Is climate change real? Has the planet been warming? Are human activities contributing to the harm? Can we predict with certainty the worst consequences, and how quickly they will occur?
The answers to these questions, based on several decades of peer-reviewed research, are "yes" on the first three, and "no" on the fourth.
There's broad scientific agreement on the planet's thermostat: Average temperatures increased significantly in the final decades of the last century. There's also broad agreement – not universal – that a buildup of greenhouse gases, largely from the burning of fossil fuels, has contributed to this rise.
But the debate isn't over. Climate scientists are not soothsayers. They cannot predict the future any better than, say, economists. Thus, there is intense scientific debate about how quickly glaciers and land-based ice sheets will melt and sea levels will rise, and how quickly other fearsome impacts – catastrophic floods, droughts and extinctions – could occur.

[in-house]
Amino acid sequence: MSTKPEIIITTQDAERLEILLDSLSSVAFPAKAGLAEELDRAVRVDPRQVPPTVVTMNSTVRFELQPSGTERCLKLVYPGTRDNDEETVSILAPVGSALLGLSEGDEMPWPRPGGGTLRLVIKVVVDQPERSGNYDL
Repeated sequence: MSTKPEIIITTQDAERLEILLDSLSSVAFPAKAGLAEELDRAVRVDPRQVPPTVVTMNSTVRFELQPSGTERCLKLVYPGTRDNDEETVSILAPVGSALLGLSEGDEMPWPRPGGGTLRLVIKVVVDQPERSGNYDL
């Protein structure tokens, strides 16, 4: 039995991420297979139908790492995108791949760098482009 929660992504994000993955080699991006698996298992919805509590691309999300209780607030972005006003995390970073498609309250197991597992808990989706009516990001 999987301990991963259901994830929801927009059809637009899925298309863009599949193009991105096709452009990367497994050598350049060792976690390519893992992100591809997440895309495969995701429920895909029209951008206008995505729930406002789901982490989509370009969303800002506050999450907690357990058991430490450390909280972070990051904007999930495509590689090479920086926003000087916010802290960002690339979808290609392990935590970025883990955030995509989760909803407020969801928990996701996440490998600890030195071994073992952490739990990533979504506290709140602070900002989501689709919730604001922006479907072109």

For members of the public, the trick is to understand the real points of debate. That means separating consensus from misrepresentations put forth by groups on the fringe. These include "climatistas" – environmental activists who hype the worst possible outcomes. But more often they are the "contras" – deniers of climate change who recklessly want to cling to the status quo.
In Copenhagen, Denmark, today, leaders from around the world will meet to discuss next steps on addressing this planetary threat. With countries such as China and India showing a willingness to reduce emissions, it could set the stage for a truly international effort to pursue cleaner energy policies.
Sadly, much of the world's media may remain focused on the release of thousands of embarrassing e-mails hacked (stolen) from a climate research institute in England. These e-mails reveal the shocking fact that, within academia, individual researchers can act badly and harbor biases that exclude others.
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